Break the late-night eating habit
By Kathleen Zelman, MPH, RD, LD
WebMD Weight Loss Clinic - Expert Column
Does the refrigerator call your name after dark? Chances are, you satisfied your hunger at dinner, so these late-night munchies are not about being hungry. Instead, they're a result of habit, boredom, stress, or fatigue after a long, hard day. No matter what the cause, eating at night usually leads to overeating, and can wreak havoc on your weight-loss diet.
For many people, late-night eating is just a habit -- it's quiet at night, no one is around to see you eat, and it's a peaceful time to enjoy your favorite foods. Unfortunately, this habit has got to go if you are going to lose weight permanently. If you eat more calories at times of day when you're not expending much energy, you're likely to gain weight.
Breaking Free of Late-Night Eating
But keep in mind that it's not necessarily the time you eat that leads to weight gain, but the type of foods you tend to eat late at night. Favorite foods for after-dark munching include ice cream, potato chips, chocolate, desserts -- you get the picture. Your body does not process food differently after dark, but nighttime tends to be the most sedentary time of the day, when your calorie needs are minimal. The bottom line: Eating after dinner tends to pack on the pounds.
So what's a dieter to do? The ideal solution is to eat three square meals a day and avoid all between-meal eating. Because that is not so easy to do, here are 10 tips to help you get over midnight munching:
- Resolve not to eat late in the day or after dinner.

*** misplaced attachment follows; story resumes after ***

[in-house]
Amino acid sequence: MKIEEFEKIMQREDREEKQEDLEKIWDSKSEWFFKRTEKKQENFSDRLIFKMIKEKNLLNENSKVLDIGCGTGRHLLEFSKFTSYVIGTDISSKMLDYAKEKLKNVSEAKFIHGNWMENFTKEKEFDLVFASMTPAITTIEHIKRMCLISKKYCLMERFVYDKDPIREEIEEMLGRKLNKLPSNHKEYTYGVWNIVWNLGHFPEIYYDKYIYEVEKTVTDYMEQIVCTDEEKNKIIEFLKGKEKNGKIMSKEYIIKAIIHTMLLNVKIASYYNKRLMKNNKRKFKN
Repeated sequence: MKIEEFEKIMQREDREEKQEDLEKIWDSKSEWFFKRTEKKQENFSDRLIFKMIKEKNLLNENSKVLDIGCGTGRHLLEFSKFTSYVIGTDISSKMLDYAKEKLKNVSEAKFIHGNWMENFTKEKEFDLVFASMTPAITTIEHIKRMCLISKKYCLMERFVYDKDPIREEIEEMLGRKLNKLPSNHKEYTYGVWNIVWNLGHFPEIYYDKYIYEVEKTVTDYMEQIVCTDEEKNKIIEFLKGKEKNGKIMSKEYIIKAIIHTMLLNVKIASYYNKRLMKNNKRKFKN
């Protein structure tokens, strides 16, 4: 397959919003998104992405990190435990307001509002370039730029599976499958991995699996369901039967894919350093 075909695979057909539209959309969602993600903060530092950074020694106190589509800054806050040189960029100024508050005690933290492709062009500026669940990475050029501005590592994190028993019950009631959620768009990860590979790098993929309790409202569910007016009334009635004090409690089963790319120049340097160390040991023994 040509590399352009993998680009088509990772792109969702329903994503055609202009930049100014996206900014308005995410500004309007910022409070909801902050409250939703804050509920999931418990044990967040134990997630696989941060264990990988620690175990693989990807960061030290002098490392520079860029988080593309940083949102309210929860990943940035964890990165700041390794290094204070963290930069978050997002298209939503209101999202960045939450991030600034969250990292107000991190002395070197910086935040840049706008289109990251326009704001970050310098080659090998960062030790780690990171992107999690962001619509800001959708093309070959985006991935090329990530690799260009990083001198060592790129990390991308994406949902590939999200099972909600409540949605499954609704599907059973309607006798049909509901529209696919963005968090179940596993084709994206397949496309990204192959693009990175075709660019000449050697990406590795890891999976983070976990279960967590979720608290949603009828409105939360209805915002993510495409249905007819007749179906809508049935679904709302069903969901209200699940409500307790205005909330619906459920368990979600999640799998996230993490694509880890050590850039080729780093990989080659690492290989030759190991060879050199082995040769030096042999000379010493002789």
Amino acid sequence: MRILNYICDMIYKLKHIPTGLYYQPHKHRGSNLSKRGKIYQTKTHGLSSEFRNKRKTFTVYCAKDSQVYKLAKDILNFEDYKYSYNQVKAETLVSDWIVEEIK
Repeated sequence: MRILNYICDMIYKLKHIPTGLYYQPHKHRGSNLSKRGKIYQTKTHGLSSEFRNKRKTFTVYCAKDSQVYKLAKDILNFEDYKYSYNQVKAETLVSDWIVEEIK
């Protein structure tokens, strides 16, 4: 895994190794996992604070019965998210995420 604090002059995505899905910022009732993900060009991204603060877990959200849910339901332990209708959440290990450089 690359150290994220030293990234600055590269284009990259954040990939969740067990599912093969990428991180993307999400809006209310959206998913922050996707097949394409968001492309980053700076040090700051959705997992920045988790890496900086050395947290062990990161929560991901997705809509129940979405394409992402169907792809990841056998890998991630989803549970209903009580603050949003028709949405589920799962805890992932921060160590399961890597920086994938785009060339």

- Distract yourself -- take the dog for a walk, curl up with a good book, or relax in a hot bath.
- Satisfy your cravings with a low calorie alternative like herbal tea, a handful of veggies, or a piece of fruit.
- Increase the fiber in your diet, especially at dinner. Try adding beans or whole grains to keep you feeling full.
- Increase the protein in your dinner. Recent research suggests that protein has the greatest staying power to keep hunger at bay.
- Limit all eating to the kitchen or dining room, and always eat while sitting down at the table. This helps curb "eating amnesia," that mindless munching in front of the television.
- Eat slowly and savor the taste of your food. Give yourself 15 to 20 minutes for your brain to get the signal that you have had enough.
- Start your day with breakfast. People who skip breakfast are more likely to snack impulsively on calorie-laden foods.
- Let your journal be your friend. Use your diet journal to help you track your meals and keep you on target with your eating plan.
- Drink plenty of water. Not only will it help you stay hydrated, it will give you something to do with your hands and mouth.
Here's one more important consideration: Make sure you have not cut your calorie intake so low that you are starving at night. You may need to bump up your daytime calories a bit to stave off late-night hunger. But before you create a new eating plan, make sure that your urge to eat at night is really hunger -- not boredom or just habit.
The most successful dieters eat three meals a day and resist the temptation to snack between meals and after dinner. Oprah Winfrey's diet guru, Bob Greene, advises clients not to eat at all after 8 p.m., as a technique to limit total calories.
So if you're plagued by midnight munchies, do your best to get yourself into a regular meal routine. Keep it simple, and remember that your main goal is to get into the habit of not eating after dinner.
Originally published Sept. 12, 2003.
Medically updated Sept. 1, 2004.
SOURCES: American Journal of Epidemiology, July 2003. American Journal of Preventive Medicine, July 2003.
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